Recruitment

Recruitment: Three tips to building positive workplace culture

Sheep Central, May 27, 2016

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Lambs bidding Ballarat Mar 2015 recruitment

 

WORKPLACE culture is often seen as an issue primarily relevant to large corporate companies.

However, a positive culture can be beneficial for any kind of organisation, right down to the smallest lamb or wool enterprise with only one or two employees.

Indeed, the culture and environment of your workplace is integral to employee productivity and the success of the endeavour.

Fortune magazine’s 2016 list of the Top 100 Companies To Work For exemplifies the importance of promoting culture, as the employers topping the rankings all had a shared focus on creating a positive atmosphere for their employees, and reaped the financial benefits as a result.

A good culture can have a number of advantages including more satisfied, engaged, and motivated employees.

With such a potential for positive outcomes, what can managers do to forge a good workplace culture?

Embrace the core values

The NSW government proposes a Workplace Culture Framework that is based on embodying a set of fundamental values. These principles are intended to guide employees in positively contributing to their work environment, and as they can be easily applied to any industry, they provide a solid basis for employers to build culture upon. They are:

  • Respect – This is vital for the way workers relate to one another, and demands that each person be considerate of the skills, rights and feelings of others.
  • Openness – As communication is such a key aspect of working in a team, it’s important to encourage honesty and constant feedback from workers.
  • Empowerment – Employees need to be confident in their expertise and take ownership of their role on site.
  • Collaboration – With such a range of skill sets often working on a single project, employees need to cooperate well together and feel that they are each valued members of the team.

Advocate positive perceptions of health and safety

The culture of the workplace and perceptions around health and safety are close-knit concepts.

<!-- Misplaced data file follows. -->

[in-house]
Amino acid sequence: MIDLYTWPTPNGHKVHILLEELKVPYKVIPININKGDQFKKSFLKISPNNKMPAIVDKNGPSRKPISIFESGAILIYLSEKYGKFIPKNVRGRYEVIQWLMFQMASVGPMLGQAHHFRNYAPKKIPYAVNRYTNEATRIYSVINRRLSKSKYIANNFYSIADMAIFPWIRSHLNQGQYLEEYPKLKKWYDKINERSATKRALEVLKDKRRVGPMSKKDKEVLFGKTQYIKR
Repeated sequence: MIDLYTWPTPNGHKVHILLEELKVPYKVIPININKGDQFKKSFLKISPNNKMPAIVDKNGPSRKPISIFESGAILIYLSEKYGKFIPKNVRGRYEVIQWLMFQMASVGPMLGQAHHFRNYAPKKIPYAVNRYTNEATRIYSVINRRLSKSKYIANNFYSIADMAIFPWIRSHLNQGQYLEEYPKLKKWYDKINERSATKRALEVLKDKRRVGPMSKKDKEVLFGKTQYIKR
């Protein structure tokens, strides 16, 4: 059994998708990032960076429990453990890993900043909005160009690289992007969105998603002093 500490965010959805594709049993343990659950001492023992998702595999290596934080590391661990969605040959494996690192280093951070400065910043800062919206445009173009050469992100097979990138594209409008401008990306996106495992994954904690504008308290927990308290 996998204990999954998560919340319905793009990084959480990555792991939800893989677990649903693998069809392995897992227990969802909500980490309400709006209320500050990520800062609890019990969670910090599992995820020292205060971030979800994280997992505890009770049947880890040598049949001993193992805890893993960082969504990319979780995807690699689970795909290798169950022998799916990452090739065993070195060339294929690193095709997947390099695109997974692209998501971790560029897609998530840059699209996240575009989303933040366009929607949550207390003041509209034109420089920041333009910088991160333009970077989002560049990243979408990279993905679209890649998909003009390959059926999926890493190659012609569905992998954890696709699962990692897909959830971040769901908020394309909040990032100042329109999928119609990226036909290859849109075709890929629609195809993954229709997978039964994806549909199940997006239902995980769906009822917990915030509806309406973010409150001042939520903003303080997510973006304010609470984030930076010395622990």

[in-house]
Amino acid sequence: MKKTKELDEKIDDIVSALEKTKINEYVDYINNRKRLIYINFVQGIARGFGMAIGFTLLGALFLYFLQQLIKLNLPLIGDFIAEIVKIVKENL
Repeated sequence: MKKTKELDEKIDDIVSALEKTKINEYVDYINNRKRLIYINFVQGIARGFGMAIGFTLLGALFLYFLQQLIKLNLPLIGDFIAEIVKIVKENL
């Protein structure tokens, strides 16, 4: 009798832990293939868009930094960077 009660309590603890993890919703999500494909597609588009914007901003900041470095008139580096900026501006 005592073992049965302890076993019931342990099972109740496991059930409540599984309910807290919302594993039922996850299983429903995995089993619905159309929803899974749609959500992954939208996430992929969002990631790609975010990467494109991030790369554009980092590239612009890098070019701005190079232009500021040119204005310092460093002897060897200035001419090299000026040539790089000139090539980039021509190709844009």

A report by Safe Work Australia revealed that many employers, particularly those of small companies, view health and safety regulations as an unnecessary expense that they maintain only to avoid government penalties.

Likewise, another study by the same organisation showed that when it comes to their views around site safety, 57 percent of workers are preoccupied with areas of failure. This research demonstrates the way negative perceptions of work health and safety can permeate throughout the hierarchy and impact the effectiveness of measures taken against risk.

However, by recognising it instead as a profitable investment, managers can leverage workplace culture to develop a positive and proactive view of health and safety in the workforce, making the site much safer and more productive as a result.

Positive relationships can help to engage and motivate workers.

Cultivate workplace relationships

Lastly, the relationships between colleagues have a significant impact on the overall conditions of the site. According to research by recognition program provider Globoforce, supportive relationships between workers helps them to stay engaged and loyal to the company.

The survey found that many employees spend more time with their colleagues than they do with their families, and 94pc value receiving recognition from fellow workers. Consider organising after-work social events and cultivating a collaborative atmosphere, and you may see a positive impact in the workplace.

As such, encouraging friendships to be formed among employees can help to motivate them and make them more invested in their work, meaning the team will be more efficient in general.

Workplace culture is therefore not simply a non-essential pursuit for office-going corporate figures, but instead can have real and measurable effects on businesses in the red meat industry.

 

Source: Meat Processors Pty Ltd

 

 

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